As developers become increasingly aware of these biases, they are attempting to address the situation through human countermeasures. These efforts include everything from leveraging more diverse data sets that can better account for what are seen as outliers to increasing diversity across the industry. As Google UX researcher Vyacheslav Polonski has pointed out in another blog, current efforts are focused on addressing the principles of representation, stewardship, protection and authenticity.
Still, these efforts are merely trying to fix problems embedded in the system when instead we should be looking to fix the system itself. As we continue down the path of AI reliance, we should pause to consider if our current models for AI development are moving us in the right direction, or if there are in fact other models that might be more productive and less prone to bias.
I would argue that the problems in our AI systems are not simply limitations of data or developers’ blind spots, but rather stem from our entire approach to how these systems are built. We have approached AI development from the top-down, largely dictated by the viewpoints of developed nations and first-world cultures. No surprise then that the biases we see in the output of these systems reflect the unconscious biases of these perspectives.
Diversifying data is certainly one step to alleviate those biases, as it would allow for more globalized inputs that may hold very different priorities and insights. But no amount of diversified data will fix all the issues if it is fed into a model with inherent biases,.
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What’s needed is a system that can account for globally diversified perspectives, a distributed intelligence network that can adjust to new data, incorporate new models of thinking and benefit from cultural diversity. We need to move from labour arbitrage as a key value measure of technology development to ‘idea arbitrage’. At WorldQuant Predictive, a global research and prediction company, our founder Igor Tulchinsky believes that “talent is equally distributed, but opportunity is not”. Likewise, brilliant insights and ideas are global, but rarely are they visible or even represented in our current approach to model building.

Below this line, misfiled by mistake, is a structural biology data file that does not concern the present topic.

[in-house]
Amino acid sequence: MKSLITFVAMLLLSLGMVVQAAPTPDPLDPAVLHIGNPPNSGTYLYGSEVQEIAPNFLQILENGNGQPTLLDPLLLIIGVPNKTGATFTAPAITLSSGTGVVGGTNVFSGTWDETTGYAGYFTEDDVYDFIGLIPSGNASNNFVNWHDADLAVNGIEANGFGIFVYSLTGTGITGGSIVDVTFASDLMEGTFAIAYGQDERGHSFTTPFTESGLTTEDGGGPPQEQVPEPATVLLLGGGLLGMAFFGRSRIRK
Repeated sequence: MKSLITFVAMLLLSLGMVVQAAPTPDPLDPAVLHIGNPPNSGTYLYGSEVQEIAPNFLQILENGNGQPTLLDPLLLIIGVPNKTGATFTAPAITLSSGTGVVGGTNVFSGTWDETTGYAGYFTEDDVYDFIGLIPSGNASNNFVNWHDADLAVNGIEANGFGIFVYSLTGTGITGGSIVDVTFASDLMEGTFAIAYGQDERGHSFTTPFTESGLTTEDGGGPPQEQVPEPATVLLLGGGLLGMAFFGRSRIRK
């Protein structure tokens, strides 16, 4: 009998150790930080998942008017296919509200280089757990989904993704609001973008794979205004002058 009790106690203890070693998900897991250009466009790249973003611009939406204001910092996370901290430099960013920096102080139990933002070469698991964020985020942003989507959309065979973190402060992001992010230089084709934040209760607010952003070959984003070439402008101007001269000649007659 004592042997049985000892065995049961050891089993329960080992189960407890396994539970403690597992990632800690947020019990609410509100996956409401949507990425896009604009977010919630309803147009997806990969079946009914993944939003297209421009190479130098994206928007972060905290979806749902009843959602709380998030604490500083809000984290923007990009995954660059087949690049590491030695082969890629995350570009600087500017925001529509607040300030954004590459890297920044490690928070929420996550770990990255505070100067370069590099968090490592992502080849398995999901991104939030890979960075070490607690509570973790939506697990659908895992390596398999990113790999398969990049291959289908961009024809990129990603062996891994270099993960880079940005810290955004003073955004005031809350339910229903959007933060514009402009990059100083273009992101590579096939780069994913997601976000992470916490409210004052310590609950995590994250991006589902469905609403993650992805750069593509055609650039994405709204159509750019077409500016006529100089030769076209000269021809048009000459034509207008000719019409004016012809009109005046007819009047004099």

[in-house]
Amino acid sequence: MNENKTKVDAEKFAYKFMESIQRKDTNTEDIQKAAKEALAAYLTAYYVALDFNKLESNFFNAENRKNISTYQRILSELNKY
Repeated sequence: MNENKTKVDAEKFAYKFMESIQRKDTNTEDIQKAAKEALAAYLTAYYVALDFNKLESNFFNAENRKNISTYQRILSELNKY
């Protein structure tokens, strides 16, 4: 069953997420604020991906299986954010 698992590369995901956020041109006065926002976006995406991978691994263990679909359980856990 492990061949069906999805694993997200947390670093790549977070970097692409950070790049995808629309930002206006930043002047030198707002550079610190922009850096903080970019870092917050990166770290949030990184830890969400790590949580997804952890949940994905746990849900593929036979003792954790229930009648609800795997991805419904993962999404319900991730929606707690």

Rather than top-down approaches that seek to impose a model on data that may be beyond its contexts, we should approach AI as an iterative, evolutionary system. If we flip the current model to be built-up from data rather than imposing upon it, then we can develop an evidence-based, idea-rich approach to building scalable AI-systems. The results could provide insights and understanding beyond our current modes of thinking.
The other advantage to such a bottom-up approach is that the system could be much more flexible and reactive. It could adapt as the data changes and as new perspectives are incorporated. Consider the system as a scaffold of incremental insights so that, should any piece prove inadequate, the entire system does not fail. We could also account for much more diversified input from around the globe, developing iterative signals to achieve cumulative models to which AI can respond.
The global problems we face today are unprecedented. They require recognition of new types of data, new methods of understanding information and new modes of thinking. AI is one of the best potential tools humanity has to confront these present and future challenges, but only if we don’t reinforce the mistakes of our past.